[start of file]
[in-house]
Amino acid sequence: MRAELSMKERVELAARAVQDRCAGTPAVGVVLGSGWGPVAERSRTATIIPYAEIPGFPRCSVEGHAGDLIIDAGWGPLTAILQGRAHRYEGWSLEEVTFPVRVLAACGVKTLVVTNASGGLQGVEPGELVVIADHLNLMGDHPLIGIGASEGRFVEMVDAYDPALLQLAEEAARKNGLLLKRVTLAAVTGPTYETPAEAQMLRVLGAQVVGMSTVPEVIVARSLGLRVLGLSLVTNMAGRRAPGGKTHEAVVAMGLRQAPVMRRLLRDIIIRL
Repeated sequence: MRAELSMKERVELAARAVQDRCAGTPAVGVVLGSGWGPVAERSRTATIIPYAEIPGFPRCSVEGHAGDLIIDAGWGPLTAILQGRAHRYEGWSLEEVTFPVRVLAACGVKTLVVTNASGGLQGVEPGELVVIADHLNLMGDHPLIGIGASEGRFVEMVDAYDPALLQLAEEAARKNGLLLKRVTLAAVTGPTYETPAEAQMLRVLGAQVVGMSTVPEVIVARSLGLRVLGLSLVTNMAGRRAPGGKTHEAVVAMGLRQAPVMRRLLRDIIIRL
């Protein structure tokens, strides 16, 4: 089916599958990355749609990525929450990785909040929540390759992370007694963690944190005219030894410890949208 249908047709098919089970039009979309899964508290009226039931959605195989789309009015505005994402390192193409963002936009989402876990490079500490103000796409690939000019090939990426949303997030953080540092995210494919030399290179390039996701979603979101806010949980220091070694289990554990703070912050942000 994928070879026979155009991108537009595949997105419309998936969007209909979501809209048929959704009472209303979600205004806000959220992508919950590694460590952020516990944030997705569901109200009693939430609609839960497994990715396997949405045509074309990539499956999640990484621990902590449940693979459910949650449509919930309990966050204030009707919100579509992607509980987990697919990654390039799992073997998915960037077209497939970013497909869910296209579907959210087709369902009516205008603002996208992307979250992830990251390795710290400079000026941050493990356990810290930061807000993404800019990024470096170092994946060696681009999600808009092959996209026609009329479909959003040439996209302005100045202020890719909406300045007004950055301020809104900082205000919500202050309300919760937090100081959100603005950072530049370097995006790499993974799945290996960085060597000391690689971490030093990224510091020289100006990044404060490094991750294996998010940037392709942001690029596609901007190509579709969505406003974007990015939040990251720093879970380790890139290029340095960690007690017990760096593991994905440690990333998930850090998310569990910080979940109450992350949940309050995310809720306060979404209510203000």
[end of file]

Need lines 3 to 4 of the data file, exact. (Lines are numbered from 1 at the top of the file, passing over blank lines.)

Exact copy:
Repeated sequence: MRAELSMKERVELAARAVQDRCAGTPAVGVVLGSGWGPVAERSRTATIIPYAEIPGFPRCSVEGHAGDLIIDAGWGPLTAILQGRAHRYEGWSLEEVTFPVRVLAACGVKTLVVTNASGGLQGVEPGELVVIADHLNLMGDHPLIGIGASEGRFVEMVDAYDPALLQLAEEAARKNGLLLKRVTLAAVTGPTYETPAEAQMLRVLGAQVVGMSTVPEVIVARSLGLRVLGLSLVTNMAGRRAPGGKTHEAVVAMGLRQAPVMRRLLRDIIIRL
């Protein structure tokens, strides 16, 4: 089916599958990355749609990525929450990785909040929540390759992370007694963690944190005219030894410890949208 249908047709098919089970039009979309899964508290009226039931959605195989789309009015505005994402390192193409963002936009989402876990490079500490103000796409690939000019090939990426949303997030953080540092995210494919030399290179390039996701979603979101806010949980220091070694289990554990703070912050942000 994928070879026979155009991108537009595949997105419309998936969007209909979501809209048929959704009472209303979600205004806000959220992508919950590694460590952020516990944030997705569901109200009693939430609609839960497994990715396997949405045509074309990539499956999640990484621990902590449940693979459910949650449509919930309990966050204030009707919100579509992607509980987990697919990654390039799992073997998915960037077209497939970013497909869910296209579907959210087709369902009516205008603002996208992307979250992830990251390795710290400079000026941050493990356990810290930061807000993404800019990024470096170092994946060696681009999600808009092959996209026609009329479909959003040439996209302005100045202020890719909406300045007004950055301020809104900082205000919500202050309300919760937090100081959100603005950072530049370097995006790499993974799945290996960085060597000391690689971490030093990224510091020289100006990044404060490094991750294996998010940037392709942001690029596609901007190509579709969505406003974007990015939040990251720093879970380790890139290029340095960690007690017990760096593991994905440690990333998930850090998310569990910080979940109450992350949940309050995310809720306060979404209510203000």